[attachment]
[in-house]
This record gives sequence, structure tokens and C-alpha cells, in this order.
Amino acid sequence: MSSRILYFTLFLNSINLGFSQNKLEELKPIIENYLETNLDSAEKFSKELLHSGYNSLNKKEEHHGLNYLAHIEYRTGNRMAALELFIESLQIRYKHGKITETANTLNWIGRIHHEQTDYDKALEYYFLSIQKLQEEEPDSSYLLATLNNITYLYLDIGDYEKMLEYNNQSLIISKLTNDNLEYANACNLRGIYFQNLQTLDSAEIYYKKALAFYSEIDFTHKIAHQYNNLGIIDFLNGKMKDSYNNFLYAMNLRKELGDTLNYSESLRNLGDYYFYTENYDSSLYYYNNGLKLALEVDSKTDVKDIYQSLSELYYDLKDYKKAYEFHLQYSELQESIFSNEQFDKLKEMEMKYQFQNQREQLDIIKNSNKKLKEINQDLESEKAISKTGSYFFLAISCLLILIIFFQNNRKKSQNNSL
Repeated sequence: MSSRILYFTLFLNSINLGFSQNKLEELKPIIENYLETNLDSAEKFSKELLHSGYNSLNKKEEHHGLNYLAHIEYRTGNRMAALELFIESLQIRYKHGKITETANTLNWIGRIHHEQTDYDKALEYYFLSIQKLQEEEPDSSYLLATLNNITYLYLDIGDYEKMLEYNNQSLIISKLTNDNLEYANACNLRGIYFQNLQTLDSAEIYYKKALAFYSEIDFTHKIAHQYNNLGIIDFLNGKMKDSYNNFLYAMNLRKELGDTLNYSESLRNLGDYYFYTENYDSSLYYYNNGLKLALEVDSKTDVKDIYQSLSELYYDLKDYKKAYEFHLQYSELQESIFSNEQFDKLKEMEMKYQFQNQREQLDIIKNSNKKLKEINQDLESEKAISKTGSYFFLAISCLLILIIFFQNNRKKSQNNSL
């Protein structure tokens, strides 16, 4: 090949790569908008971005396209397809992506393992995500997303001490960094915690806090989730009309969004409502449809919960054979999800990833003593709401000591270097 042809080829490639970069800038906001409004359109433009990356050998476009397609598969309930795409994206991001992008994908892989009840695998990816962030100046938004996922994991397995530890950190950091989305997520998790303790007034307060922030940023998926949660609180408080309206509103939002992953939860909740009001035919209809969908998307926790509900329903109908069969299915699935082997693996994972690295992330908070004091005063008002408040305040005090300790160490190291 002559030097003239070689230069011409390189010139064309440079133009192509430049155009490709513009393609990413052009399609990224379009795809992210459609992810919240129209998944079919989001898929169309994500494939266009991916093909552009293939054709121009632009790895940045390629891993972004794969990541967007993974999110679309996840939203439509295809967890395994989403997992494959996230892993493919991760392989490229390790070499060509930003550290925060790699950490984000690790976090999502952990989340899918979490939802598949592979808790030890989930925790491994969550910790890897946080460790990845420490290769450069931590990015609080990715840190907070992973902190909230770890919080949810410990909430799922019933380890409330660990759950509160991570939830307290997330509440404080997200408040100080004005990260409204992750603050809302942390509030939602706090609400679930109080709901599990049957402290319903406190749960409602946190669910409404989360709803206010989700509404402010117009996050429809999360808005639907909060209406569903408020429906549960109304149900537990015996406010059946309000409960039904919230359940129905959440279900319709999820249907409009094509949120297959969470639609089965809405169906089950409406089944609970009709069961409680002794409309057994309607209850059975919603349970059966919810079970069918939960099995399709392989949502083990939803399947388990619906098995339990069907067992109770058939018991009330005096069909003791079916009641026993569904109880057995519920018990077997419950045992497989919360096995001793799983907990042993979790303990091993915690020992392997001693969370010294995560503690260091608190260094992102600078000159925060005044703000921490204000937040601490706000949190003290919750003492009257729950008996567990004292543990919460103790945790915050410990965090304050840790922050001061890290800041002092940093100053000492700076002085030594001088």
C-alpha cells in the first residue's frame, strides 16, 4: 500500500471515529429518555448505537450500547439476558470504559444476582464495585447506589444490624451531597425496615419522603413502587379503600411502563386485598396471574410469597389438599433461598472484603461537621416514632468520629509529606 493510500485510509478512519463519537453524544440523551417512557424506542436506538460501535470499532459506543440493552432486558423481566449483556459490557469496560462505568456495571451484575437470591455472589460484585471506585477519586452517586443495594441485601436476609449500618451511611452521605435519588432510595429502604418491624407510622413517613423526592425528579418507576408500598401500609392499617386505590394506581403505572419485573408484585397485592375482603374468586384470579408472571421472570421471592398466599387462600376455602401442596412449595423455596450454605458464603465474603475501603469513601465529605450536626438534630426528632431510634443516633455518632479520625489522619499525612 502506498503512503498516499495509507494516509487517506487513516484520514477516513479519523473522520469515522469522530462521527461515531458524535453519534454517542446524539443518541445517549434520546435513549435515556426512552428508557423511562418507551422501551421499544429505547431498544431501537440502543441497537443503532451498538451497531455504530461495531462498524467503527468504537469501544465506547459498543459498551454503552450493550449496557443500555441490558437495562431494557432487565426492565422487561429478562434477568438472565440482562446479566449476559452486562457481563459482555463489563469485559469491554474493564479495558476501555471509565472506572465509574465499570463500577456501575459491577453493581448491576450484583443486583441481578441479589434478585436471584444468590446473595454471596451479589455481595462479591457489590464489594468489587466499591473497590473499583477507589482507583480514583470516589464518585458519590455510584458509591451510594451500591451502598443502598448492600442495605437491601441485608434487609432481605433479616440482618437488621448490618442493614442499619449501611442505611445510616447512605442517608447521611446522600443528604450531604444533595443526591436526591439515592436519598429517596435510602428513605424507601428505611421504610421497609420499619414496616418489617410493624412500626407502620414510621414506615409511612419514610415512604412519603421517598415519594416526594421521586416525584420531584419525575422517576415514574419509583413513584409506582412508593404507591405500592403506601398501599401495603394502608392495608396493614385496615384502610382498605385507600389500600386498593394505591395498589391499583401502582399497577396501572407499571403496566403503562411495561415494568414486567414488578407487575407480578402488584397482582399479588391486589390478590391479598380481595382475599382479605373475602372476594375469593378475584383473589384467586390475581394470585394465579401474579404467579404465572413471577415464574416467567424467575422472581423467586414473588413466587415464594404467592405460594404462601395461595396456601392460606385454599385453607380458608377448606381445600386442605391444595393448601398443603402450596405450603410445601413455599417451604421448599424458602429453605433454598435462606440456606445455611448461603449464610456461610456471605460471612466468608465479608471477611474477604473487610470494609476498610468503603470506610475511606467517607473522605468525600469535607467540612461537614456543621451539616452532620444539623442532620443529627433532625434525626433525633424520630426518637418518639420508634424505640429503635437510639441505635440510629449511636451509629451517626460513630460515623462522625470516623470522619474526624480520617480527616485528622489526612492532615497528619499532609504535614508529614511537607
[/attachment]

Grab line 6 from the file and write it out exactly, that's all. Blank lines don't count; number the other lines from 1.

C-alpha cells in the first residue's frame, strides 16, 4: 500500500471515529429518555448505537450500547439476558470504559444476582464495585447506589444490624451531597425496615419522603413502587379503600411502563386485598396471574410469597389438599433461598472484603461537621416514632468520629509529606 493510500485510509478512519463519537453524544440523551417512557424506542436506538460501535470499532459506543440493552432486558423481566449483556459490557469496560462505568456495571451484575437470591455472589460484585471506585477519586452517586443495594441485601436476609449500618451511611452521605435519588432510595429502604418491624407510622413517613423526592425528579418507576408500598401500609392499617386505590394506581403505572419485573408484585397485592375482603374468586384470579408472571421472570421471592398466599387462600376455602401442596412449595423455596450454605458464603465474603475501603469513601465529605450536626438534630426528632431510634443516633455518632479520625489522619499525612 502506498503512503498516499495509507494516509487517506487513516484520514477516513479519523473522520469515522469522530462521527461515531458524535453519534454517542446524539443518541445517549434520546435513549435515556426512552428508557423511562418507551422501551421499544429505547431498544431501537440502543441497537443503532451498538451497531455504530461495531462498524467503527468504537469501544465506547459498543459498551454503552450493550449496557443500555441490558437495562431494557432487565426492565422487561429478562434477568438472565440482562446479566449476559452486562457481563459482555463489563469485559469491554474493564479495558476501555471509565472506572465509574465499570463500577456501575459491577453493581448491576450484583443486583441481578441479589434478585436471584444468590446473595454471596451479589455481595462479591457489590464489594468489587466499591473497590473499583477507589482507583480514583470516589464518585458519590455510584458509591451510594451500591451502598443502598448492600442495605437491601441485608434487609432481605433479616440482618437488621448490618442493614442499619449501611442505611445510616447512605442517608447521611446522600443528604450531604444533595443526591436526591439515592436519598429517596435510602428513605424507601428505611421504610421497609420499619414496616418489617410493624412500626407502620414510621414506615409511612419514610415512604412519603421517598415519594416526594421521586416525584420531584419525575422517576415514574419509583413513584409506582412508593404507591405500592403506601398501599401495603394502608392495608396493614385496615384502610382498605385507600389500600386498593394505591395498589391499583401502582399497577396501572407499571403496566403503562411495561415494568414486567414488578407487575407480578402488584397482582399479588391486589390478590391479598380481595382475599382479605373475602372476594375469593378475584383473589384467586390475581394470585394465579401474579404467579404465572413471577415464574416467567424467575422472581423467586414473588413466587415464594404467592405460594404462601395461595396456601392460606385454599385453607380458608377448606381445600386442605391444595393448601398443603402450596405450603410445601413455599417451604421448599424458602429453605433454598435462606440456606445455611448461603449464610456461610456471605460471612466468608465479608471477611474477604473487610470494609476498610468503603470506610475511606467517607473522605468525600469535607467540612461537614456543621451539616452532620444539623442532620443529627433532625434525626433525633424520630426518637418518639420508634424505640429503635437510639441505635440510629449511636451509629451517626460513630460515623462522625470516623470522619474526624480520617480527616485528622489526612492532615497528619499532609504535614508529614511537607